The financial markets have been in the news spotlight, and you may be hearing some unfamiliar buzzwords used to describe commodities. Many clients have inquired as to the meaning of terms such as contango and backwardation, as well as their relevance to the trade.

Contango and backwardation have their origins in the equities markets, but have become deeply significant in describing the general market direction of any certain commodity. Contango in the futures markets can be thought of as similar to the yield curve concept in the Treasury market, where interest rate yields for longer-dated instruments such as 30-year bonds are higher than shorter-dated instruments like three-month bills. The normal yield curve is upward sloping, which applied to commodities, means that the price of a near-term delivery date (front-month contract) is less than the price of a deferred delivery date (back-month contract).

Backwardation is simply the opposite of contango. Thus, a commodity market where the price of the near-term delivery date is more than the price of a deferred delivery date is said to be in backwardation, which is a more unusual occurrence.

For physical commodities, a contangoed market is a normal market and reflects the associated costs incurred should the asset be held until a date in the future. These associated costs are called “costs of carry,” and generally include insurance fees, storage fees, delivery fees and the amount of interest foregone due to opportunity cost. Thus, it intuitively makes sense that the longer the period of time between the basis month and a deferred delivery date, the greater the cost of carry would be in contangoed market. While most markets are usually in a contangoed state, there are times when the yield curve of a certain market may become more or less steep. A steepened yield curve often reflects significant changes within the cost of carry, or a fundamental shift in supply and demand. Factors that may alter the carry charges may include expected interest rate changes or delivery cost changes.

A fundamental shift in supply and demand would also affect the yield curve, and would be reflected in the marketplace throughout the price discovery process. Therefore, the steepening yield curve may reflect a general increase in demand over the deferred months, while nearby months reflect a softer demand or excess supply. The opposite holds true for a flattening yield curve, which often indicates increased demand in the nearby months with softer demand or excess supply in deferred months.

Steep Contango – Crude Oil
A current example of a steepened contangoed market would be the crude oil market. In late January, the April 2009 crude oil contract was trading at about a $2.71 per barrel premium to the March 2009 crude oil contract. This reflects traders’ expectations of both higher demand and less supply in the April timeframe, as opposed to the March contract.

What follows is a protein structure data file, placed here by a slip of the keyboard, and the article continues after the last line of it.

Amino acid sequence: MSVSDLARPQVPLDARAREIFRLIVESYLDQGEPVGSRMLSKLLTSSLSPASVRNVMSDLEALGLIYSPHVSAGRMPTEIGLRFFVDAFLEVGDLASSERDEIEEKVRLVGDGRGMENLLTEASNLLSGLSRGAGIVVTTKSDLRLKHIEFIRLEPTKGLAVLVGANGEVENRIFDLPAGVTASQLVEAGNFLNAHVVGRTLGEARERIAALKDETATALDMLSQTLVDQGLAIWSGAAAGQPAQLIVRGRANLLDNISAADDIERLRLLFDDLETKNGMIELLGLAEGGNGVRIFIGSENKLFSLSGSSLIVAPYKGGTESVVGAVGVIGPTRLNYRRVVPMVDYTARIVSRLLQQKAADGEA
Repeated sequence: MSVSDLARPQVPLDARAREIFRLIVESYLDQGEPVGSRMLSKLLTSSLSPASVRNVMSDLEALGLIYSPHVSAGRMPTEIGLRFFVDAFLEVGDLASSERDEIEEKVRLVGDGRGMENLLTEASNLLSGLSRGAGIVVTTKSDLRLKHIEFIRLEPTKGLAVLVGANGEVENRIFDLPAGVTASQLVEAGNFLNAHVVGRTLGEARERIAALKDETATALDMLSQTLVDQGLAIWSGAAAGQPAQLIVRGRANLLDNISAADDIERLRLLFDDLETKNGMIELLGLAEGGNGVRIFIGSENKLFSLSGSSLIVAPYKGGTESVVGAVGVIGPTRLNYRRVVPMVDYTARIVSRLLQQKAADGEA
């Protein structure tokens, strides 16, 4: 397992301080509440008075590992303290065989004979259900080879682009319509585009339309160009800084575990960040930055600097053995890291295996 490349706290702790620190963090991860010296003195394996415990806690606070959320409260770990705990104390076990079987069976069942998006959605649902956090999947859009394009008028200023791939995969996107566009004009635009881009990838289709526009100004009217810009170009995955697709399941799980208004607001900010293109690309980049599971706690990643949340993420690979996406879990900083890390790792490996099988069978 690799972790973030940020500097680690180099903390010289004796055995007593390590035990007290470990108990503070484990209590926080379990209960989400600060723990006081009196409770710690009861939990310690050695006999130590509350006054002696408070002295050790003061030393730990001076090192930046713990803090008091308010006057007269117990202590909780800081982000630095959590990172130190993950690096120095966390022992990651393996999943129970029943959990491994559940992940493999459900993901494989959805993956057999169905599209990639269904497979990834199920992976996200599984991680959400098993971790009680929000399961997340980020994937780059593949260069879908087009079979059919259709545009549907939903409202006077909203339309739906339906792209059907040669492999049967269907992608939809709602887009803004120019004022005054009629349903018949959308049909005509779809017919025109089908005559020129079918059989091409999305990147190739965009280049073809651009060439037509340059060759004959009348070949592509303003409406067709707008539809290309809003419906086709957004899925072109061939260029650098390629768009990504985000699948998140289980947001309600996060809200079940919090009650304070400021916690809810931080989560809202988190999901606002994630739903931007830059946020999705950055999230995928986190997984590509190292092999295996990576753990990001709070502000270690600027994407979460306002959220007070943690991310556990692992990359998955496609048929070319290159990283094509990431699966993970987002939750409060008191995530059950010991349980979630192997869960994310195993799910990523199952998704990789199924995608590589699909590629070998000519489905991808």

Backwardation – Silver
The market in the state of backwardation (inverted market) is much more uncommon. Due to the nature of the cost of carry charges, inverted or backwardated markets often do not exist for extended periods of time. The factors that can cause a market to be in backwardation are the opposite of the contangoed market. On a general level, market backwardation most often occurs along with fundamental shifts in the marketplace that cause heavy demand in the nearby months with weakened demand in the deferred months. The chart of the May vs. March 2009 silver contracts demonstrates the market in backwardation.

The spread differential between May 2009 silver and the March 2009 silver was about 1 cents an ounce during the last week of January 2009. This market was inverted as the deferred contract (May 2009 silver) was cheaper by about 1 cents, basis the March contract. The inversion of the silver market is partly due to traders’ expectations of inflation over the next few months, and March silver may be experiencing increased demand in the near-term month due to inflation hedging and safe-haven buying.


The extremes of yield curve shifts often do not last for long periods of time as traders will often employ arbitrage strategies that force the market to revert to a mean spread differential. Recently, the crude oil market was steeply contangoed between the February 2009 and March 2009 contracts. The spread differential between February and March crude oil had widened to about $7 basis the February contract. Traders could capitalize on this phenomenon by utilizing intermarket spreads or calendar-spread strategies. Traders bought the February crude oil and sold the March crude oil at about the $7 differential, with the intent of closing the spread trade at a profit as the steeply contangoed market began to normalize. After a few days, the February-March crude oil spread did narrow to about 40 cents, and traders that bought the calendar spread were able to take profits of about $6.60 on that trade. While there are many different strategies to capitalize on either the contangoed or backwardated markets, the calendar spread is likely the most commonly strategy employed.

If you would like more information on these concepts or would like to discuss other trade strategies for the markets that interest you, please feel free to contact me.

Dennis G. Cajigas is a Senior Market Strategist with Lind Plus, Lind-Waldock’s broker-assisted division of Lind-Waldock. He can be reached at (866) 631-6216 or by email at

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